We take him to the clinic, by-passing the less sick. Fortunately there is one spare bed, with a clean plastic covered mattress. We waste no time putting Penias on that. Eventually his blood pressure is taken. His arms are so thin that the gadget cannot be wrapped tightly enough and the father must hold it against the arm.
Meanwhile the man in the next bed is soiling himself. The smell is overwhelming and the sight of the relatives taking off his pants and cleaning him up is more than enough. I leave for the next room.
That evening I decide to have my meal alone and replay the day’s events. I find myself in tears at the enormity of the tragedy not only of this young man but of the other many thousands like him. I am grateful for the tears. I go to my room and ‘weep for Jerusalem’. Four weeks ago I had never heard of this man. I did not know he existed. Yet today I know that he is my brother and there are thousands, no millions, like him. He has plunged me more profoundly into the depth of what it is to be a human person than I could imagine.
For many years I have heard that one is evangelised by the poor. What is it to be evangelised? I think now it is to become aware of the good news that we are all connected. That each of us is a brother/sister to the other. That we are not threats to each other, not enemies but gifts. That each of us has a responsibility for the other and that, in the realisation of this, the world can be different and the kingdom of God can emerge.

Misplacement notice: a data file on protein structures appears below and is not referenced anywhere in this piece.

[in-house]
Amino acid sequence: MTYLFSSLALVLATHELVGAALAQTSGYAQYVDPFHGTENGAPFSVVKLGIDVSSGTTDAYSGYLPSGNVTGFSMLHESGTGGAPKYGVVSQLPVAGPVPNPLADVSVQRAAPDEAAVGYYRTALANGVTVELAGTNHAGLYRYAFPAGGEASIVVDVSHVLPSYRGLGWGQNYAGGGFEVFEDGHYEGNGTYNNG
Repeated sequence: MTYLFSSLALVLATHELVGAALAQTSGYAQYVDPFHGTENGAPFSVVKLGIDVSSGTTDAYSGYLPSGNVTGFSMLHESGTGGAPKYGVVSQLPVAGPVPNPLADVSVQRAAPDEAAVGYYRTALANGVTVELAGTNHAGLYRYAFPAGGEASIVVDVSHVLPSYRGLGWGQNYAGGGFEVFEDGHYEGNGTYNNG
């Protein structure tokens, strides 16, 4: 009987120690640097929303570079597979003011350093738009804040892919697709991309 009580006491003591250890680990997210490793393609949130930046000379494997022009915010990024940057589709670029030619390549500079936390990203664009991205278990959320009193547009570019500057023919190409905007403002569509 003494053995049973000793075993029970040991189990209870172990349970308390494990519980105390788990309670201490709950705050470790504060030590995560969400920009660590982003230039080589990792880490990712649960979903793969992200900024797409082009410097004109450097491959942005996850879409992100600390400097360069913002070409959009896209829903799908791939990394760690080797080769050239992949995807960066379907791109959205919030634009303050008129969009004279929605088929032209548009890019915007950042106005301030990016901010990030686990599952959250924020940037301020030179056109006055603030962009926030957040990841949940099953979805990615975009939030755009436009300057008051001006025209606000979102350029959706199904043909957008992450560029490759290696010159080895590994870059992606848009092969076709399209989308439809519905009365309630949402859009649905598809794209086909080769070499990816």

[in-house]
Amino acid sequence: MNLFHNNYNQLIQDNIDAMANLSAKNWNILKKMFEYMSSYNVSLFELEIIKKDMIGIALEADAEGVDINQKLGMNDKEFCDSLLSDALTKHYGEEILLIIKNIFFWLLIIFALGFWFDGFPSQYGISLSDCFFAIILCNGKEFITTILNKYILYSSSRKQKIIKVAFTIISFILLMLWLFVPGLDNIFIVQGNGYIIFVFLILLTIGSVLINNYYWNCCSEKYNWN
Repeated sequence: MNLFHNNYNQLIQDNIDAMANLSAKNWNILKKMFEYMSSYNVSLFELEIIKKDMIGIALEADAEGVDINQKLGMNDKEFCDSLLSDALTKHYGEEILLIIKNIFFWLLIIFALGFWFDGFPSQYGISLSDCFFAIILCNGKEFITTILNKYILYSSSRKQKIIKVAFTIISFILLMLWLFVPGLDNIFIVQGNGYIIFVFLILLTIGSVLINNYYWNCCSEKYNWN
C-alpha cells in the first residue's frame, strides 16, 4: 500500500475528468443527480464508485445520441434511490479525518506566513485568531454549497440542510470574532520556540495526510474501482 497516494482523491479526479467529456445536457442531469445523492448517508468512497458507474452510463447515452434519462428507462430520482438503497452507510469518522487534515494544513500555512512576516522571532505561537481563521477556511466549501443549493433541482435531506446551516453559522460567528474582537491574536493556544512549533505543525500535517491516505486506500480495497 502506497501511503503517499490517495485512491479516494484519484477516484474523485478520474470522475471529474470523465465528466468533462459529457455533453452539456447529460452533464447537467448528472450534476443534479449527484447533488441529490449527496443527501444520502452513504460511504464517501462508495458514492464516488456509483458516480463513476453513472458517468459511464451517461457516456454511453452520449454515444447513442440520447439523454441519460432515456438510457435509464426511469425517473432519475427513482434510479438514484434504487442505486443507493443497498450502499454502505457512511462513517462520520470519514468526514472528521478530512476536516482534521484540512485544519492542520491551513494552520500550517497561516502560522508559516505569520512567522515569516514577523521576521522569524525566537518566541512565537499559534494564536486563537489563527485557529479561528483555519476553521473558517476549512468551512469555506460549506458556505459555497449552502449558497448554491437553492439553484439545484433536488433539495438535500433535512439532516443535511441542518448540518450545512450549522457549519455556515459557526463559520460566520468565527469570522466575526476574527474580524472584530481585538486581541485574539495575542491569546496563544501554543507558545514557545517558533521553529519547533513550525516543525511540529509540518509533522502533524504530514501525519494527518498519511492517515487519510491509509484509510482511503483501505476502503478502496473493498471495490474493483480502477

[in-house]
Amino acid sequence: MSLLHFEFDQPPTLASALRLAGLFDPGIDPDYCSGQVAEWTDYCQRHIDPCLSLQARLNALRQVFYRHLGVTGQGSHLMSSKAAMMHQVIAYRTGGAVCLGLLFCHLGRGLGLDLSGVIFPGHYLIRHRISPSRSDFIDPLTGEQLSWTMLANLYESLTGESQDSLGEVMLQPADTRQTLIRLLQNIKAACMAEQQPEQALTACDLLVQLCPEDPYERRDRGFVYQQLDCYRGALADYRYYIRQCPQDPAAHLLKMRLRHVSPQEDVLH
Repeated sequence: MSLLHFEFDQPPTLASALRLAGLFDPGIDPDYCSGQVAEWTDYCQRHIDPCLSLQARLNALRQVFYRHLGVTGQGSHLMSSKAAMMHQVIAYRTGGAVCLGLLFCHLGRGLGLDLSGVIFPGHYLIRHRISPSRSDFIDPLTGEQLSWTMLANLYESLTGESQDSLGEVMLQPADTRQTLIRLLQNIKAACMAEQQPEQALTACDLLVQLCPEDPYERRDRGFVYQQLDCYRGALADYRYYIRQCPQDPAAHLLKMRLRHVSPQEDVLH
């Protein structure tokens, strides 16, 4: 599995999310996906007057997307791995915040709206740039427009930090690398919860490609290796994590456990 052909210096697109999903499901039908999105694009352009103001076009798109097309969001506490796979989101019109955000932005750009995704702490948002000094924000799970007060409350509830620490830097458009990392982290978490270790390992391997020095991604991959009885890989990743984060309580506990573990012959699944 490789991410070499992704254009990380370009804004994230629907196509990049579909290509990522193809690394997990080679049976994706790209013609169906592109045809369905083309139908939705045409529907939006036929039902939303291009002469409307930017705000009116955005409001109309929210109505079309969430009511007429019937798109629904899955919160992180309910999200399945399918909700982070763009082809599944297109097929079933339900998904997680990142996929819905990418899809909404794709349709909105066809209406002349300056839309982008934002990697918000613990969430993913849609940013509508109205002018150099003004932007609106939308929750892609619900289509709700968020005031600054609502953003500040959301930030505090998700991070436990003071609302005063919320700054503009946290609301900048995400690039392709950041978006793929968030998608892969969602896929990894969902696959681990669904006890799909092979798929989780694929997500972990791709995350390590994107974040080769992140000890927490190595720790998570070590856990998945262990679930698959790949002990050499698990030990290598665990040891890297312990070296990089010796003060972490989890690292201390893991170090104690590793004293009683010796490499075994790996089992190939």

In Penias Mwale I see a man who is my brother. But his body is ravaged by AIDS. Penias is dying, not because he is HIV positive or has AIDS. He is dying because he is poor. He is dying because he has had poor nutrition. He is dying because until recently anti-retroviral drugs for HIV have been unavailable in so-called ‘third world’ countries because of their cost.
He is dying because those of us with more than we need choose to indulge ourselves rather than even think about the survival of our poor brothers and sisters. He is dying because so many of us put more emphasis on orthodoxy (so-called right doctrine/ideas in all its irrelevance) than orthopraxy (right actions).
Over the next few days I ask about Penias’ welfare, to be told that he is still sick. Robson thinks he will get better. I tell him that I think he will die. One month after the first visit to the private clinic and UTH, I hear that Robson’s son, Penias Mwale, aged 29, has died 12 days short of his 30th birthday.
This has been the story of one person whom I happened to encounter. Can you imagine the enormity of the situation where the equivalent of one jumbo jet full of people dies every hour from AIDS? This is the situation in Africa. The amount of human suffering is beyond description, yet there is an appreciation of life and a gratitude for the smallest of things that is astounding. Somehow, there is a great freedom which comes with an appreciation that life has boundaries. May we all pray that some way will be found to remove this dreadful scourge.